Archive for March, 2011
I’ve come across this pretty much every time when giving talks on TDD and testing, so I thought it’s time to write down my thoughts on the subject. They’re not very original, in fact not original at all, but I’ve tried to find some solid ground at least.
When writing unit tests, you soon end up in a situation where you expose a method more than “proper encapsulation” would require, only to make it testable. In Java this happens through package access, while .NET implementations may be of type internal/[InternalsVisibleTo].
This problem is less common in TDD, but sometimes I feel that I’d prefer another access modifier on my finished code. Personally, I’ve stopped caring about this long ago, but exposing more than the public interface (as in API, not the interface keyword) seems to be a big issue for many people. I’ve found two coping strategies for handling this problem:
- Use interfaces or abstract classes. They become the public part, while the implementation may have slightly more test-friendly access. Again, even this can seem offensive to some people.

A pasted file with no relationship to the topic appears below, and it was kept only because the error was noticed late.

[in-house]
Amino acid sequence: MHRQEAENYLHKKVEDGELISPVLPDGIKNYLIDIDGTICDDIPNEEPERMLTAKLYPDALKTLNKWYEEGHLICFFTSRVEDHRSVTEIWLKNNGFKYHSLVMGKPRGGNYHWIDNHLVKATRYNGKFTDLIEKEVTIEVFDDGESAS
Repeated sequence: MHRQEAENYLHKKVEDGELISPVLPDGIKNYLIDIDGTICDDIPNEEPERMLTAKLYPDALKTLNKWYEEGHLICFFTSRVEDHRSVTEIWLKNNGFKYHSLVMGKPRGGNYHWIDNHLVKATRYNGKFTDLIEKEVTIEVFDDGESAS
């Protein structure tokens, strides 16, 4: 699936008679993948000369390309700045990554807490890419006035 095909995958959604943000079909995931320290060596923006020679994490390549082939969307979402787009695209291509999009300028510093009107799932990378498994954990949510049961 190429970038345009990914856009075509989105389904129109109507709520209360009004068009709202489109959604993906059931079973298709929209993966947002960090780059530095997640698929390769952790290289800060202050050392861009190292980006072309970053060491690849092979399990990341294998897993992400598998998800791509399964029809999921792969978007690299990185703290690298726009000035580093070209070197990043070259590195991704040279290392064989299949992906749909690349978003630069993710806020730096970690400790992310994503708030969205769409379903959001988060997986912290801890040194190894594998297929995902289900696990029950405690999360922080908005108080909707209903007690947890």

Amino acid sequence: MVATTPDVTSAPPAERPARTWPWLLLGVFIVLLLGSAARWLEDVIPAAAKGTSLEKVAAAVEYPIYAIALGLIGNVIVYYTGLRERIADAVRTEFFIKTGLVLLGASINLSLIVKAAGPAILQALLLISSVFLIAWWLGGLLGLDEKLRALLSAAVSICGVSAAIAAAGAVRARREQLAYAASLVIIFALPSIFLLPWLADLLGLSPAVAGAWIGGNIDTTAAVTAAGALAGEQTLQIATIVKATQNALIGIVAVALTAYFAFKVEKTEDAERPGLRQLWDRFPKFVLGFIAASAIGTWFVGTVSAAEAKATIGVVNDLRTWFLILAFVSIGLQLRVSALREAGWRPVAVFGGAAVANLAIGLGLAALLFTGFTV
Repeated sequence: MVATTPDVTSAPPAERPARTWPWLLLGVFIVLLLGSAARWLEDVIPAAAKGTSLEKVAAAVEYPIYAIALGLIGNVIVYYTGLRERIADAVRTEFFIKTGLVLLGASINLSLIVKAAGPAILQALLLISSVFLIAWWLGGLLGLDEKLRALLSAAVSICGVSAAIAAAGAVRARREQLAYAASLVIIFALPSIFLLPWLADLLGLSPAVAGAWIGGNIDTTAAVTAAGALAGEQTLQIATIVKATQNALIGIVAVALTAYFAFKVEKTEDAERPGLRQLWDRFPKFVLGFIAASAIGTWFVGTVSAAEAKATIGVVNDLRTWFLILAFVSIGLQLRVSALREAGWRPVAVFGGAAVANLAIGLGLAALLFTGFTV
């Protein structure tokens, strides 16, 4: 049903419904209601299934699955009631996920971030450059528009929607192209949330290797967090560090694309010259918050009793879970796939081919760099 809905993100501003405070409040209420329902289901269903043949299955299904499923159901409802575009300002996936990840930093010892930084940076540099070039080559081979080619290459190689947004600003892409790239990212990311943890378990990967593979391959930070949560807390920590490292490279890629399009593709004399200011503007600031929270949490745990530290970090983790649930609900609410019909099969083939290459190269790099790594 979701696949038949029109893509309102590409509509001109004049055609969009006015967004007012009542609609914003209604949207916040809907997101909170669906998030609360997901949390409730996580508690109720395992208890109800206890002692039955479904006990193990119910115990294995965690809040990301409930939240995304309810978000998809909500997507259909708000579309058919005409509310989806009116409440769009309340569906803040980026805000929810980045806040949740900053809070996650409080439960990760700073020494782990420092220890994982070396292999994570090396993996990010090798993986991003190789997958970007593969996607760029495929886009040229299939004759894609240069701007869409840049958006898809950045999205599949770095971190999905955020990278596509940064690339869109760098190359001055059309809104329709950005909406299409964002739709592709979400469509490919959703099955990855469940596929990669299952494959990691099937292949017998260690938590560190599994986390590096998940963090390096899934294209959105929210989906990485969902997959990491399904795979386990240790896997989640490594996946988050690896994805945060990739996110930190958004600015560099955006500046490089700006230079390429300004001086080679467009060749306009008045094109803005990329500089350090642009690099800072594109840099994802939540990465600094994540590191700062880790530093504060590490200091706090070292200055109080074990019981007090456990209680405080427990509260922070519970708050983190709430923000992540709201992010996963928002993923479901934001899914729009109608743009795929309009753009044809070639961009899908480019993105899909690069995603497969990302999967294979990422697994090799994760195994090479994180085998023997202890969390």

- Run all tests through public methods only. This is not the best way to test-drive code, in fact it’s very poor, but it’s doable if your approach is more like developer testing and not strict TDD.
As you see, neither method is perfect, so instead I’m going to present the best argument I’ve found so far for not being overly cautious about “encapsulation” (information hiding) as defined by people who are offended by the difference between internal/package and protected, for example.
I’ve found the second best argument in the book “The art of Unit testing” by Roy Osherove. He does have a “don’t be silly argument”, but the main argument is that test code is a client of the tested API as well, and that this client should be supported. That’s a very good argument, but my favorite is given by Bertrand Meyer in the bible “Object-oriented software construction”. I need to quote here:
“[…] To prove the correctness of a module, you will need to assume some properties about its suppliers. Information hiding means that such proofs are only permitted to rely on public properties of the suppliers, never on their secret properties.”
On the same page Bertrand Meyer argues that information hiding isn’t protection in the sense of security – a physical restriction to the information. A module may very well expose all its members as public and still achieve information hiding if its formal correctness is proven using its public interface. Whether to do this or not is a project management decision, not a technical one.
I’ve found this argument very convincing and sound, and it just happens to support my personal preferences. I hope to convert some non-believers.